The most serious charges are for two officers accused of felony oral copulation with a minor.

Price said Abuslin has been a victim of sex trafficking since she was 12 years old. She came under investigation by the Oakland Police Department last year for a relationship she had with Officer Brendan O’Brien,who killed himself in September 2015 and implicated himself and other officers in a suicide note.

Her attorneys have continued to suggest that there may be more such victims of exploitation who have not come forward.

Bay Area police officers “engaged in a conspiracy to sexually traffic children. She is not the only one,” Price said. “It’s happening every day. It happened in a lot of different places under a lot of different circumstances.”

“Payment can be money, it can be intimidation, it can be ‘I will let you live today. I will kill you in this room.'” she said. “This child has been kidnapped, she has been held against her will. The fact that she is alive today is a miracle.”

Despite the Oakland police internal investigation being opened last year, details of the scandal did not emerge publicly until May. Other departments, such as in Richmond and Livermore, did not learn of their officers’ involvement until after the case was reported in the media.

Since then, dozens of officers in at least eight different law enforcement agencies have been implicated.

Last week, Oakland Mayor Libby Schaaf announced that 12 Oakland police officers would be disciplined, including four who would be fired. Days later, O’Malley announced criminal charges against five Oakland police officers, a Livermore officer and a Contra Costa County sheriff’s deputy.

A total of 11 Richmond police officers were investigated in connection with the scandal. Brown said this week that some of them would be fired or disciplined but refused to provide further details.

Former Contra Costa County sheriff’s Deputy Ricardo Perez and Oakland police Officer Giovanni LoVerde are each facing charges of felony oral copulation with a minor. If convicted, they could face 16 months to three years in state prison.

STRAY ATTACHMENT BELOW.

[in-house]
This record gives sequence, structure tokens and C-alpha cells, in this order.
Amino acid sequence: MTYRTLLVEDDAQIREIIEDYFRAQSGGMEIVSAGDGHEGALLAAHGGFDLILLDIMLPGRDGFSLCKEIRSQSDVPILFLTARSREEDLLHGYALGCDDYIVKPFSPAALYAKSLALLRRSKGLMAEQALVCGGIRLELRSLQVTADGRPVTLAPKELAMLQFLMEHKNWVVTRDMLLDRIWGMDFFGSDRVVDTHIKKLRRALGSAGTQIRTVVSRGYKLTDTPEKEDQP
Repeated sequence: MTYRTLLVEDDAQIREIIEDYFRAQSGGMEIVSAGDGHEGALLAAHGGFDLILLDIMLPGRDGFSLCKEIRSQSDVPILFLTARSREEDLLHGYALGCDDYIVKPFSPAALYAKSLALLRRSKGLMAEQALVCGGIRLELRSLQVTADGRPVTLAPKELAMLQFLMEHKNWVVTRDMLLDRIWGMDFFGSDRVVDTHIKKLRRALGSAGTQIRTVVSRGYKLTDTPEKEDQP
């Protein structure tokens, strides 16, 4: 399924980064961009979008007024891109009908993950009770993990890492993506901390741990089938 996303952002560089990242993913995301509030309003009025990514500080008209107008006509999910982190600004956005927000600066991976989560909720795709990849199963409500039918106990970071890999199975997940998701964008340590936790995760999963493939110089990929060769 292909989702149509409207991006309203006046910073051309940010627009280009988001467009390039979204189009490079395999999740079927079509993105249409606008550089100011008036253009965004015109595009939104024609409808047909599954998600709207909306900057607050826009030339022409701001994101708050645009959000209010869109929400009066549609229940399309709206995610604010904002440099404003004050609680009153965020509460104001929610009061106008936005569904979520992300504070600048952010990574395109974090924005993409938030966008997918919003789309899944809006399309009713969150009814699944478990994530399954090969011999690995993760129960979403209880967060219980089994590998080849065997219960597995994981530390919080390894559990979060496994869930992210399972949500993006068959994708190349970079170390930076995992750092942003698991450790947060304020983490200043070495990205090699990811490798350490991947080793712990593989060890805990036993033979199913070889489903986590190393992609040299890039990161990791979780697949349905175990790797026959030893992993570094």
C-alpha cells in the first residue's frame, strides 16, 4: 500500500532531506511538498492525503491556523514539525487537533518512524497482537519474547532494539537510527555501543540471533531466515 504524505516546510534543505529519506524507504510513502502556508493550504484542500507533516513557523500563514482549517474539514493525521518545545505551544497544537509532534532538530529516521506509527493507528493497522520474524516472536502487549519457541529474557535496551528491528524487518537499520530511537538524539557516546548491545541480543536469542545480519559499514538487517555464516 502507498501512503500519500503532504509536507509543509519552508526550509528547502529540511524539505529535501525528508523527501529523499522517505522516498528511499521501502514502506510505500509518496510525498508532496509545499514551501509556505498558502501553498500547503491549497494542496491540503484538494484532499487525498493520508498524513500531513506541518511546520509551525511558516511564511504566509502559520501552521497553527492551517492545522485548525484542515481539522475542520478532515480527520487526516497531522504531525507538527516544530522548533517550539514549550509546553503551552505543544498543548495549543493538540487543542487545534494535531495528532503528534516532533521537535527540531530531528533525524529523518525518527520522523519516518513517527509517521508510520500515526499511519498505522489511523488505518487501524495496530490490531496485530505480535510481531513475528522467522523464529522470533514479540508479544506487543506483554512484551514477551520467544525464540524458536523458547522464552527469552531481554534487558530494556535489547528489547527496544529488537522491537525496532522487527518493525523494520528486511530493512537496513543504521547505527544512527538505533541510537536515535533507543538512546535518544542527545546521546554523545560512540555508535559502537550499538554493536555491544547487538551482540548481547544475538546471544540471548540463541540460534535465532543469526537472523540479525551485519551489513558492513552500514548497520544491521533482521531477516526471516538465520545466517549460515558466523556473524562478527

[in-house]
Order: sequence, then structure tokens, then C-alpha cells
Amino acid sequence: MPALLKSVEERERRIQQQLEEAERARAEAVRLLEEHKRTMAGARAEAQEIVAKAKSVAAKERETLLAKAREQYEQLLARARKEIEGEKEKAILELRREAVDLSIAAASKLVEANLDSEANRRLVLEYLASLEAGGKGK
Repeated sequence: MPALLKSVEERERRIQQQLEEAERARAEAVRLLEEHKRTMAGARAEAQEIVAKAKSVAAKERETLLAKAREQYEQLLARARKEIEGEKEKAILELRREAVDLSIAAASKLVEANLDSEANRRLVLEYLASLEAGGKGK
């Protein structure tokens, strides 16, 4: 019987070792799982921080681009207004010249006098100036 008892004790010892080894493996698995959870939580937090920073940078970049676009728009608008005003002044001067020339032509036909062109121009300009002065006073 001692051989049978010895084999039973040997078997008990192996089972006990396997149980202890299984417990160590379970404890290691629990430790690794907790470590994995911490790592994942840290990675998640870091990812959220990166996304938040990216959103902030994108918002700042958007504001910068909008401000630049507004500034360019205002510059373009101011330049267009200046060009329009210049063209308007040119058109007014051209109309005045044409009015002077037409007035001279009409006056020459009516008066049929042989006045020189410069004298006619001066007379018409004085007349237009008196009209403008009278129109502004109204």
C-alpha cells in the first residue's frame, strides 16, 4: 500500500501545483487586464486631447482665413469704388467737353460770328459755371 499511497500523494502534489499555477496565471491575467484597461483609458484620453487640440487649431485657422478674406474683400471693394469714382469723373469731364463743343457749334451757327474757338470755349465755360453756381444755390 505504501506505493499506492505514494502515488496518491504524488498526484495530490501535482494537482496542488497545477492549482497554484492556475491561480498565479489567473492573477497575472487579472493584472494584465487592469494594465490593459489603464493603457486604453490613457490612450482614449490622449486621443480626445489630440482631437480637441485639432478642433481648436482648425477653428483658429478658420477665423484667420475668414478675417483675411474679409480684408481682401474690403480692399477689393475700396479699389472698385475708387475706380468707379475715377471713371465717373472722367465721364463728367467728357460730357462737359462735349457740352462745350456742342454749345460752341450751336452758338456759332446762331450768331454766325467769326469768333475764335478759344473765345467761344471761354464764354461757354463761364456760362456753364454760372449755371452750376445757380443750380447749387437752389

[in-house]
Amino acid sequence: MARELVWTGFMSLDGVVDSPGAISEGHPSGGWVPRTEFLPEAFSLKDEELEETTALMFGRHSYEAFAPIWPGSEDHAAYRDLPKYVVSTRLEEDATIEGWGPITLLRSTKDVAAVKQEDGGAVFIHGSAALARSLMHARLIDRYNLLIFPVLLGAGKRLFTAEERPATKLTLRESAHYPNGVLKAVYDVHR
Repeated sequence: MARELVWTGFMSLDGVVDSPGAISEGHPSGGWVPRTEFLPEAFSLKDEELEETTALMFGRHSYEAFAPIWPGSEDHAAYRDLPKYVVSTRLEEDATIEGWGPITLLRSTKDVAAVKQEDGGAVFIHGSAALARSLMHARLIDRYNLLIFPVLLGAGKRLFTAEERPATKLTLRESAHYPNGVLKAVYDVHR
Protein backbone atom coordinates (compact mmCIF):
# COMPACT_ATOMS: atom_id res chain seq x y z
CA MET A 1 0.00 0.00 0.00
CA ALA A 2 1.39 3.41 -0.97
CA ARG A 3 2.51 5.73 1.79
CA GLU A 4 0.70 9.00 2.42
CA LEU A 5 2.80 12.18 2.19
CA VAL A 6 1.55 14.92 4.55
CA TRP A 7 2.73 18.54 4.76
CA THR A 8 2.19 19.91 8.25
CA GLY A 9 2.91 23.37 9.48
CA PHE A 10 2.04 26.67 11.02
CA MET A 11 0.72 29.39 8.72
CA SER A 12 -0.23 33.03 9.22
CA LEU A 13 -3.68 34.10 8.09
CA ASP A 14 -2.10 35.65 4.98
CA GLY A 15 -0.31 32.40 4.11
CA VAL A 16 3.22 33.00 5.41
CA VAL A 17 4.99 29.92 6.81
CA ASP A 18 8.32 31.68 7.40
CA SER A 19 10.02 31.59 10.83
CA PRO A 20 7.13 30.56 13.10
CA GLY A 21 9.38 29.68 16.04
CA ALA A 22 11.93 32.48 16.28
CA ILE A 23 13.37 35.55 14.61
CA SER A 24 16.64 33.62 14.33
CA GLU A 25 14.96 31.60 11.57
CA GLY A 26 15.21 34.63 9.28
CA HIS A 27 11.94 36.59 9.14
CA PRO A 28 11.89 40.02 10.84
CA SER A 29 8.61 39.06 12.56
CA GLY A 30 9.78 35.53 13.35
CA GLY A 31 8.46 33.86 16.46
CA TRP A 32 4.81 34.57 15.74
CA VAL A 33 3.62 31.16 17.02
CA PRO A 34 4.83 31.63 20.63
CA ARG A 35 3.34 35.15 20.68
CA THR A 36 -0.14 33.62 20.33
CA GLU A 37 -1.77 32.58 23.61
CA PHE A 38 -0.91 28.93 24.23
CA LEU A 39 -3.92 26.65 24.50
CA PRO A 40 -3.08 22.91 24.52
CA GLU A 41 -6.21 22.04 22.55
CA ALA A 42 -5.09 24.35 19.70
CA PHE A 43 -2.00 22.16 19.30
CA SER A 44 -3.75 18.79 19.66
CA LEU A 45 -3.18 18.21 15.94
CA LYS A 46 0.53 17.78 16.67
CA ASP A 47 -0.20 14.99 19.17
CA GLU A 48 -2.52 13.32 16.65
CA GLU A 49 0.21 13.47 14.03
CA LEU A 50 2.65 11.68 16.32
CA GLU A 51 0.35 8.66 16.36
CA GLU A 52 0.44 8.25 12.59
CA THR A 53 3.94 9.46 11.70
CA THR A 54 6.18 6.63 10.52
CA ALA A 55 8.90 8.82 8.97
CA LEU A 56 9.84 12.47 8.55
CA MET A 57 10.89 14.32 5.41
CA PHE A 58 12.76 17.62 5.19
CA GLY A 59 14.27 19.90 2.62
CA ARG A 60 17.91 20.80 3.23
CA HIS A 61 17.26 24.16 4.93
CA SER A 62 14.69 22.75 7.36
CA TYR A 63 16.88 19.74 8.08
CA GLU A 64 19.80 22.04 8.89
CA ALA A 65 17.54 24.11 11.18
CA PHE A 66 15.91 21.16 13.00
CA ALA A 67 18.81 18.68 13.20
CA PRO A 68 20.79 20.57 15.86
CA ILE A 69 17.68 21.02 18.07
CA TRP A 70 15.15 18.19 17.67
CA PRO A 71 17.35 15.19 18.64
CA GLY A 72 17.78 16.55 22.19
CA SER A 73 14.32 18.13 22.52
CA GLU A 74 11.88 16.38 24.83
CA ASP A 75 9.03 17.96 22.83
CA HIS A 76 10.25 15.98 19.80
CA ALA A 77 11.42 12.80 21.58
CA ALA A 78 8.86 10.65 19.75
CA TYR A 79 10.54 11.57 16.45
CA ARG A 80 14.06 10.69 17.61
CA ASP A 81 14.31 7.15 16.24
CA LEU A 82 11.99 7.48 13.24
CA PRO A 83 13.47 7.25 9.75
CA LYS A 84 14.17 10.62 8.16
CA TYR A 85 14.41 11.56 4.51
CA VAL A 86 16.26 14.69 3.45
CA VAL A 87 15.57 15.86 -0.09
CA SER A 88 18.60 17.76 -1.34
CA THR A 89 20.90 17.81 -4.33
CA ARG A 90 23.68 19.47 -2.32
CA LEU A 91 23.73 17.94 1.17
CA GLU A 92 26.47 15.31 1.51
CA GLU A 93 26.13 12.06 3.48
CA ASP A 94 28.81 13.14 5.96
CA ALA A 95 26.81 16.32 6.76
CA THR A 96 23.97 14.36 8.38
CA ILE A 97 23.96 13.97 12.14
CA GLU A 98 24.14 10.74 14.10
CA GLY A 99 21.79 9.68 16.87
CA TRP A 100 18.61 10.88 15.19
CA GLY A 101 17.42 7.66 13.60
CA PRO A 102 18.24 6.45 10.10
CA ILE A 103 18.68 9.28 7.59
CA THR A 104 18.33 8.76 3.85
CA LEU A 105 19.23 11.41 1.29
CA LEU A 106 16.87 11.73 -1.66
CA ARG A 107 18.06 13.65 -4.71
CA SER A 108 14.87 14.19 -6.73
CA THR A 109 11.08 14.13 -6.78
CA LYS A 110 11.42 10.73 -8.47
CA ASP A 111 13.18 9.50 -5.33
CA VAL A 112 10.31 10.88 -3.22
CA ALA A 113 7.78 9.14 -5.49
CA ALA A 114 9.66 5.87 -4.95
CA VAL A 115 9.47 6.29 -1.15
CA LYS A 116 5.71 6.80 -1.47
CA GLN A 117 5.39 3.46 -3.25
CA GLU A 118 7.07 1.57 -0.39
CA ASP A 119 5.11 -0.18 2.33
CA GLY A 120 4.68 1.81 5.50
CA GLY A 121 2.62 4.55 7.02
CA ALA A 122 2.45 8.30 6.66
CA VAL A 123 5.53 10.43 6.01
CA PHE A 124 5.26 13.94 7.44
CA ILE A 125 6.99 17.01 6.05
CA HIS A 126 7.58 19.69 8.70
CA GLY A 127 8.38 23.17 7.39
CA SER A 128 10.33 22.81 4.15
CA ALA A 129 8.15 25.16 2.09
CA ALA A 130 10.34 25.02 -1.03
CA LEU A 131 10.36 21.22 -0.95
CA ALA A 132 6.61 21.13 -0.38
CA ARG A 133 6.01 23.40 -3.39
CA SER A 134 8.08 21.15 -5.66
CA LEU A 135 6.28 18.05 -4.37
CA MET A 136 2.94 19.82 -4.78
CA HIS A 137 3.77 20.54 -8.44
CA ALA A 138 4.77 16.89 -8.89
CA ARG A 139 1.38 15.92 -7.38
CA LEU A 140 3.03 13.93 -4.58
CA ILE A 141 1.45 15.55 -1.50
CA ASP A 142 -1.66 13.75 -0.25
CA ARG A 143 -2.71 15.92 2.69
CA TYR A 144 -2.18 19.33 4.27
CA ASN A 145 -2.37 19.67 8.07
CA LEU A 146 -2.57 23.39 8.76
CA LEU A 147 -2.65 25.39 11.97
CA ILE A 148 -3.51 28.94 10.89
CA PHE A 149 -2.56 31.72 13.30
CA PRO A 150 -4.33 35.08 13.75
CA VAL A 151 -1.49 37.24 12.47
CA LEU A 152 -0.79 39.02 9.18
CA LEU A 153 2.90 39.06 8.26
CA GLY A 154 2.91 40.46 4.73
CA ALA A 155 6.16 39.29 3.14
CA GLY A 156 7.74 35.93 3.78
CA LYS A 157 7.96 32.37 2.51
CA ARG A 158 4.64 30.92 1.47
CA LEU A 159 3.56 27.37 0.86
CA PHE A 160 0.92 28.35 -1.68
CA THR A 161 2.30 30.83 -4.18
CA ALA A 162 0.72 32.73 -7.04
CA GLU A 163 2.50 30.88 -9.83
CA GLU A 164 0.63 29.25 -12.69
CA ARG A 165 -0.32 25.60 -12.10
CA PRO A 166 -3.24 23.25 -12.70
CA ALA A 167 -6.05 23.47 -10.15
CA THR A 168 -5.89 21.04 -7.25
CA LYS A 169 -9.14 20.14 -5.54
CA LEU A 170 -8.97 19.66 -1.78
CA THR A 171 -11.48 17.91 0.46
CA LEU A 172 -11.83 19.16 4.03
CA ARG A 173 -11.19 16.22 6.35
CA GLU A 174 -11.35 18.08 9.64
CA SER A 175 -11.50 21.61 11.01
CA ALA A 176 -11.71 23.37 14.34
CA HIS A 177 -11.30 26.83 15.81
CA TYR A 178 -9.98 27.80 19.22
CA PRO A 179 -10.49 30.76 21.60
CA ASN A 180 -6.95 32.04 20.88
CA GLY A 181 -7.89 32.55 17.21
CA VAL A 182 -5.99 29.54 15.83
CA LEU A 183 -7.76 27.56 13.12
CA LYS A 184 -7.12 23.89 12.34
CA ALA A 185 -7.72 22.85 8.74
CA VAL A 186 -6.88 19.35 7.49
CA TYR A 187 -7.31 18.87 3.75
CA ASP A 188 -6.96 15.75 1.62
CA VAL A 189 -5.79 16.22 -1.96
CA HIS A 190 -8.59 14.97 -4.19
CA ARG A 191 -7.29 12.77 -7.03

Perez will also be charged with two counts of engaging in a lewd act in a public place.

Former Livermore police Officer Dan Black will be charged with two counts of engaging in an act of prostitution and two counts of lewd acts in public.

Oakland police Officer Brian Bunton faces one count of felony conspiracy to obstruct justice, which carries a possible sentence of a year in prison, and one misdemeanor charge of engaging in an act of prostitution.

Retired Oakland police Officer Leroy Johnson will be charged with one count of failing to report sexual misconduct concerning a minor.

Oakland police Officer Warit Utappa will be accused of searching official criminal justice data and computer systems for an unauthorized purpose.

Former Oakland police Officer Tyrell Smith, who resigned in May, faces four counts of the same crime.

Price called for possible federal intervention because of the widespread regional allegations. A federal judge overseeing court-mandated reforms to the Oakland Police Department as part of a 2003 settlement agreement already stepped in once in March, questioning the integrity of the department’s internal affairs investigation.

In his latest report issued Monday, court-appointed monitor Robert Warshaw said that while he was satisfied with the conclusion of the investigation, he was concerned about how it was initially handled. He reiterated that the fallout from the scandal has led to “perhaps the most trying time in OPD’s history.”

Judge Thelton Henderson wrote in his March 23 order, “This case raises most serious concerns that may well impact Defendants’ ability to demonstrate their commitment to accountability and sustainability – both of
which are key to ending court oversight.”

In his report Monday, Warshaw wrote, “While there still remain some issues to be resolved regarding the sufficiency of resources devoted to the investigation until the matter was brought to the attention of the Court, we recognize the efforts of the City, OPD, and its leadership on this extensive investigation.”

Abuslin will return to the Bay Area Wednesday night and a news conference is scheduled Thursday morning in Oakland.